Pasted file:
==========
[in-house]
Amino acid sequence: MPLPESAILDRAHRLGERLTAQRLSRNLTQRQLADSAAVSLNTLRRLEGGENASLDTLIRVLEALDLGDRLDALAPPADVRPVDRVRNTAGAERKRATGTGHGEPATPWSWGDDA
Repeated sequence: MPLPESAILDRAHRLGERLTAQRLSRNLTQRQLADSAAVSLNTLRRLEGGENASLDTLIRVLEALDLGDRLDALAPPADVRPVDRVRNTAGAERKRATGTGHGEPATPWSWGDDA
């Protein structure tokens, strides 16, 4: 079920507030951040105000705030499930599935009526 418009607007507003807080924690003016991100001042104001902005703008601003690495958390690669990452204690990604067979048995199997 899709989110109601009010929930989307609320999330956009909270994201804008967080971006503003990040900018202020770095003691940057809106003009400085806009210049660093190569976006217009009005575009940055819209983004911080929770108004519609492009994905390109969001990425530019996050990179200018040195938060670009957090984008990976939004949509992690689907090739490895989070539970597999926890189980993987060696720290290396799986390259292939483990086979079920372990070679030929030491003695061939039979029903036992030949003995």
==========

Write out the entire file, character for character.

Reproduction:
[in-house]
Amino acid sequence: MPLPESAILDRAHRLGERLTAQRLSRNLTQRQLADSAAVSLNTLRRLEGGENASLDTLIRVLEALDLGDRLDALAPPADVRPVDRVRNTAGAERKRATGTGHGEPATPWSWGDDA
Repeated sequence: MPLPESAILDRAHRLGERLTAQRLSRNLTQRQLADSAAVSLNTLRRLEGGENASLDTLIRVLEALDLGDRLDALAPPADVRPVDRVRNTAGAERKRATGTGHGEPATPWSWGDDA
């Protein structure tokens, strides 16, 4: 079920507030951040105000705030499930599935009526 418009607007507003807080924690003016991100001042104001902005703008601003690495958390690669990452204690990604067979048995199997 899709989110109601009010929930989307609320999330956009909270994201804008967080971006503003990040900018202020770095003691940057809106003009400085806009210049660093190569976006217009009005575009940055819209983004911080929770108004519609492009994905390109969001990425530019996050990179200018040195938060670009957090984008990976939004949509992690689907090739490895989070539970597999926890189980993987060696720290290396799986390259292939483990086979079920372990070679030929030491003695061939039979029903036992030949003995």